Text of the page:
The book has an overarching focus on two pillars: first, the process of perception, for example how decision-makers learn from history and second, the common forms of misperception, such as overestimating one’s influence on other decision-makers. Although Perception and Misperception draws upon and contributes to political psychology it is devoted to discussing the level-of-analysis question, the question of whether the main determinants of the state’s policy lie in the realm of decision-making, bureaucratic politics, domestic politics, or the structure of the international system and the behaviour of others within it. Assessing from the fact that most IR scholars have ignored the general question of how states perceived each other despite a concentration on issues of national security, along with more specific topics like when and why threats are perceived. This book emerges as a seminal work in studying these issues. For this reason, Jervis’s work has enormous appeal for two very important audiences: the diplomatic historian and the diplomatic practitioner whom the historian’s study.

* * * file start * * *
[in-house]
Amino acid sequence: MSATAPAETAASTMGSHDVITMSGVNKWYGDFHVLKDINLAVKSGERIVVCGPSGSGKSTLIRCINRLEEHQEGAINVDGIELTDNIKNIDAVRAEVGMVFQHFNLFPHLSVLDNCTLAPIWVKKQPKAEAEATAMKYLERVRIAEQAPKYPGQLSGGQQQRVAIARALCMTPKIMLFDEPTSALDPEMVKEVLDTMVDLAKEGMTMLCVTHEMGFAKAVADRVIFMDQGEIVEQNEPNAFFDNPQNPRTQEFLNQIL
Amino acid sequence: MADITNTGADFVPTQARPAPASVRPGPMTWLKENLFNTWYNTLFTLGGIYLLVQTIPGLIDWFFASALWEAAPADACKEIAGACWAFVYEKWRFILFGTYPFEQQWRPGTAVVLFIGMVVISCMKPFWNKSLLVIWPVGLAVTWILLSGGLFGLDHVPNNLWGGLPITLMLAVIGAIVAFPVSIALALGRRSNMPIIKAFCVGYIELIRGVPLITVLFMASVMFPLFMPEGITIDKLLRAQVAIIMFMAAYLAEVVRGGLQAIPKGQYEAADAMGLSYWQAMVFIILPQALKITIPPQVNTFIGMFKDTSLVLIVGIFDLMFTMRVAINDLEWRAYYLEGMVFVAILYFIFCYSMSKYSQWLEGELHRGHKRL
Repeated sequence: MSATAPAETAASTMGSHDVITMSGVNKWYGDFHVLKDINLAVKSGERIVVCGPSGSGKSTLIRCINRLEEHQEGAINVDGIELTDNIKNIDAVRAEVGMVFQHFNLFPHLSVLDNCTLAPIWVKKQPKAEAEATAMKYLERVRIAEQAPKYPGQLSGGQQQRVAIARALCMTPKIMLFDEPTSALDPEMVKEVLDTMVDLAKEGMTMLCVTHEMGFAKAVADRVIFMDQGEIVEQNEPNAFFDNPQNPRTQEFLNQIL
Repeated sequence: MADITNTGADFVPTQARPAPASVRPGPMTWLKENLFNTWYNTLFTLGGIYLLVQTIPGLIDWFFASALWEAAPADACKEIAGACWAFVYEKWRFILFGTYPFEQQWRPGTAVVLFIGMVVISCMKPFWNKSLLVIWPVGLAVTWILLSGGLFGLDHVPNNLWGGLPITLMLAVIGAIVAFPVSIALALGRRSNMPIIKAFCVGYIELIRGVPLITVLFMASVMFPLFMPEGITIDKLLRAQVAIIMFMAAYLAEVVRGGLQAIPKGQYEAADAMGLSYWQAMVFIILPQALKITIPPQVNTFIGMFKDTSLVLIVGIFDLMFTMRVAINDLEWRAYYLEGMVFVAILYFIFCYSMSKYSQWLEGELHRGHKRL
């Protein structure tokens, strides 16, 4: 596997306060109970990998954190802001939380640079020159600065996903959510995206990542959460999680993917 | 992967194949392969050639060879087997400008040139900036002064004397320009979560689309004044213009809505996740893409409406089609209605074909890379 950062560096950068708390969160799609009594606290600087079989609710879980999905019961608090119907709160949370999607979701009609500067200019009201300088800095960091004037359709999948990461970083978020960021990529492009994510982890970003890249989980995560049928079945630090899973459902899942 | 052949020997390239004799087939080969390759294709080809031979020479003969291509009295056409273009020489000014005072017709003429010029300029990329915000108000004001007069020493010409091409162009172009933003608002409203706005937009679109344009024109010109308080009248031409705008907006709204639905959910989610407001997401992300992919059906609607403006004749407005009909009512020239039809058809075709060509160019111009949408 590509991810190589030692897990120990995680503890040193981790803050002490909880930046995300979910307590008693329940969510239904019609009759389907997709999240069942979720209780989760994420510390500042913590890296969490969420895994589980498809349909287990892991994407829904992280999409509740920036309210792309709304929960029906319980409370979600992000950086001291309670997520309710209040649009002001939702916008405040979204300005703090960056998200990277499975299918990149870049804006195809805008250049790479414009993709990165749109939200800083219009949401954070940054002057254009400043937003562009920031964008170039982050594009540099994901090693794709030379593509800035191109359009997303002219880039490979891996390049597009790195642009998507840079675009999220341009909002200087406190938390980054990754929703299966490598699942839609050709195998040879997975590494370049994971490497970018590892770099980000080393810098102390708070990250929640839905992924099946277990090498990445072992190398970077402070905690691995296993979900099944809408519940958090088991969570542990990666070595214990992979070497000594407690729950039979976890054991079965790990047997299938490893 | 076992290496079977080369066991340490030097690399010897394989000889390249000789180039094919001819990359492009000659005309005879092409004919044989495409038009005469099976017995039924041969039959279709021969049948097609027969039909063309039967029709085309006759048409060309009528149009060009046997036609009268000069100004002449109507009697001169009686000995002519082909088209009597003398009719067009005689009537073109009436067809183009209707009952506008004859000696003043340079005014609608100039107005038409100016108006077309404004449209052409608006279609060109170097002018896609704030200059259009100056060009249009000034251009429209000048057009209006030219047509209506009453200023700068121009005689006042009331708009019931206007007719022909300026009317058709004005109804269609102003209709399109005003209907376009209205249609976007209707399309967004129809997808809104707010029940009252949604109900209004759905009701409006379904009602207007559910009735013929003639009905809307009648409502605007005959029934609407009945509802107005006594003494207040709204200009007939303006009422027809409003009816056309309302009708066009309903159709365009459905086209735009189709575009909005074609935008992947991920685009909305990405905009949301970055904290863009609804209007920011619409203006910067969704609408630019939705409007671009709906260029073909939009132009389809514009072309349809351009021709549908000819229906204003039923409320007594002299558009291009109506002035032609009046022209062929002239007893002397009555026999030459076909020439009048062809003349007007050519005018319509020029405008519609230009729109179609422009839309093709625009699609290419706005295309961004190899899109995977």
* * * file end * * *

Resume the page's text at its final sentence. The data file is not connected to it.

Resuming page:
Jervis has been a theorist in the mainstream political science tradition for a long time. His way of generating deductive reasoning theories about how states must respond to technological and organizational changes in international security affairs is evident in some of his most famous works, including “Cooperation Under the Security Dilemma” and “The Meaning of the Nuclear Revolution”. But in his book, he in contrast to the structural theorists emphasizes the role of the individual in the study of international relations. Also, in contrast with the game theoreticians like Thomas Schelling, Jervis argues that the person who makes the decisions is not just a generic ‘rational’ actor, but an individual located in a particular spatial setting, whose understanding of her world and the motivations and intentions of others are shaped by history, culture, class and upbringing. Therefore, his real rebellion against mainstream political science is his insistence that decision-makers, at the end of the day, are human: they suffer from cognitive limitations, biases, and personality quirks. Individual characteristics frequently render them unsuitable as subjects for deductively derived, structural explanations of how rational actors should interact in the face of objective changes in the operating environment in which they operate.